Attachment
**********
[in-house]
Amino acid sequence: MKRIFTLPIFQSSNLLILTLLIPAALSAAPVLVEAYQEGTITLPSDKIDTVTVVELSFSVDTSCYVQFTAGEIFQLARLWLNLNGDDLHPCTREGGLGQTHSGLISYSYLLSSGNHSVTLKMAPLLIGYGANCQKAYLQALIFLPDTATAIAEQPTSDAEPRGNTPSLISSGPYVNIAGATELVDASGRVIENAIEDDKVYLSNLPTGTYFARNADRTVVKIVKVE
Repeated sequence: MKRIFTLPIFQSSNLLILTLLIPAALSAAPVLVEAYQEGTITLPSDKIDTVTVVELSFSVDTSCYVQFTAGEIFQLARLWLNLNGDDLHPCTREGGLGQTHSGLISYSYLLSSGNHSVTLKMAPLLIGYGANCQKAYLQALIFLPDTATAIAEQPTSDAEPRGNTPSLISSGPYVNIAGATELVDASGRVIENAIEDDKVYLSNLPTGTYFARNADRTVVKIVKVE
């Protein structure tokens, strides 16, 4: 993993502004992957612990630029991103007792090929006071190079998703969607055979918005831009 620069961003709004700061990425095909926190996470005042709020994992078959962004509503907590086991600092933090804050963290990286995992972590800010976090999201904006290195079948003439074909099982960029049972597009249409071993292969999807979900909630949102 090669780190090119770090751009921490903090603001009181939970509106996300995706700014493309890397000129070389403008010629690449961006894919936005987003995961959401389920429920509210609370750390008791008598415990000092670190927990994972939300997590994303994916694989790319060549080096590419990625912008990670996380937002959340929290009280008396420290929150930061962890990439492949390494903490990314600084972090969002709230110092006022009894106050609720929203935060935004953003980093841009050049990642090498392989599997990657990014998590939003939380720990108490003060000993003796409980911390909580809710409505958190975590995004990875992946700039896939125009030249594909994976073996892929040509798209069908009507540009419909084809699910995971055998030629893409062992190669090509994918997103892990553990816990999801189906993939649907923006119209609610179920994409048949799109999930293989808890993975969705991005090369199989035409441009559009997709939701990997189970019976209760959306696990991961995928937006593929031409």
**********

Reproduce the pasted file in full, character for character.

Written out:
[in-house]
Amino acid sequence: MKRIFTLPIFQSSNLLILTLLIPAALSAAPVLVEAYQEGTITLPSDKIDTVTVVELSFSVDTSCYVQFTAGEIFQLARLWLNLNGDDLHPCTREGGLGQTHSGLISYSYLLSSGNHSVTLKMAPLLIGYGANCQKAYLQALIFLPDTATAIAEQPTSDAEPRGNTPSLISSGPYVNIAGATELVDASGRVIENAIEDDKVYLSNLPTGTYFARNADRTVVKIVKVE
Repeated sequence: MKRIFTLPIFQSSNLLILTLLIPAALSAAPVLVEAYQEGTITLPSDKIDTVTVVELSFSVDTSCYVQFTAGEIFQLARLWLNLNGDDLHPCTREGGLGQTHSGLISYSYLLSSGNHSVTLKMAPLLIGYGANCQKAYLQALIFLPDTATAIAEQPTSDAEPRGNTPSLISSGPYVNIAGATELVDASGRVIENAIEDDKVYLSNLPTGTYFARNADRTVVKIVKVE
């Protein structure tokens, strides 16, 4: 993993502004992957612990630029991103007792090929006071190079998703969607055979918005831009 620069961003709004700061990425095909926190996470005042709020994992078959962004509503907590086991600092933090804050963290990286995992972590800010976090999201904006290195079948003439074909099982960029049972597009249409071993292969999807979900909630949102 090669780190090119770090751009921490903090603001009181939970509106996300995706700014493309890397000129070389403008010629690449961006894919936005987003995961959401389920429920509210609370750390008791008598415990000092670190927990994972939300997590994303994916694989790319060549080096590419990625912008990670996380937002959340929290009280008396420290929150930061962890990439492949390494903490990314600084972090969002709230110092006022009894106050609720929203935060935004953003980093841009050049990642090498392989599997990657990014998590939003939380720990108490003060000993003796409980911390909580809710409505958190975590995004990875992946700039896939125009030249594909994976073996892929040509798209069908009507540009419909084809699910995971055998030629893409062992190669090509994918997103892990553990816990999801189906993939649907923006119209609610179920994409048949799109999930293989808890993975969705991005090369199989035409441009559009997709939701990997189970019976209760959306696990991961995928937006593929031409």